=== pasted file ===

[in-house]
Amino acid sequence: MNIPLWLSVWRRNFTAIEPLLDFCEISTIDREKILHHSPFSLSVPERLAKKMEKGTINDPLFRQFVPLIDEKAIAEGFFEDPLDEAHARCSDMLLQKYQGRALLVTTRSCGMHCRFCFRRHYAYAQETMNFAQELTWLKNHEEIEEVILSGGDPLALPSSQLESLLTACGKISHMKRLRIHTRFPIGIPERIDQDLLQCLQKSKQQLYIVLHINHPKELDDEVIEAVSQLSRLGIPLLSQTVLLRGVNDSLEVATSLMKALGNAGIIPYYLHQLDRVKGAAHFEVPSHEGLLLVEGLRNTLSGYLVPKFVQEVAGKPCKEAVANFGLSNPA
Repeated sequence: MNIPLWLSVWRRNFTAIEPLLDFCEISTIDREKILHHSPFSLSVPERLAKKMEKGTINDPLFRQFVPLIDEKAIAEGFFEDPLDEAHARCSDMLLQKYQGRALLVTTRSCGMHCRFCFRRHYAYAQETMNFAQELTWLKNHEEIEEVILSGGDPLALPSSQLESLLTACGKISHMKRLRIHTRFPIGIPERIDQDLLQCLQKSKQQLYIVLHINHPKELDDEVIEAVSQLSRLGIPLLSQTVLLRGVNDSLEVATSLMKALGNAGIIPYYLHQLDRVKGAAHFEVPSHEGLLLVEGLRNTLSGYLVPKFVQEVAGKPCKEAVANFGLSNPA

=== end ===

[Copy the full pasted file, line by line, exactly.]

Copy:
[in-house]
Amino acid sequence: MNIPLWLSVWRRNFTAIEPLLDFCEISTIDREKILHHSPFSLSVPERLAKKMEKGTINDPLFRQFVPLIDEKAIAEGFFEDPLDEAHARCSDMLLQKYQGRALLVTTRSCGMHCRFCFRRHYAYAQETMNFAQELTWLKNHEEIEEVILSGGDPLALPSSQLESLLTACGKISHMKRLRIHTRFPIGIPERIDQDLLQCLQKSKQQLYIVLHINHPKELDDEVIEAVSQLSRLGIPLLSQTVLLRGVNDSLEVATSLMKALGNAGIIPYYLHQLDRVKGAAHFEVPSHEGLLLVEGLRNTLSGYLVPKFVQEVAGKPCKEAVANFGLSNPA
Repeated sequence: MNIPLWLSVWRRNFTAIEPLLDFCEISTIDREKILHHSPFSLSVPERLAKKMEKGTINDPLFRQFVPLIDEKAIAEGFFEDPLDEAHARCSDMLLQKYQGRALLVTTRSCGMHCRFCFRRHYAYAQETMNFAQELTWLKNHEEIEEVILSGGDPLALPSSQLESLLTACGKISHMKRLRIHTRFPIGIPERIDQDLLQCLQKSKQQLYIVLHINHPKELDDEVIEAVSQLSRLGIPLLSQTVLLRGVNDSLEVATSLMKALGNAGIIPYYLHQLDRVKGAAHFEVPSHEGLLLVEGLRNTLSGYLVPKFVQEVAGKPCKEAVANFGLSNPA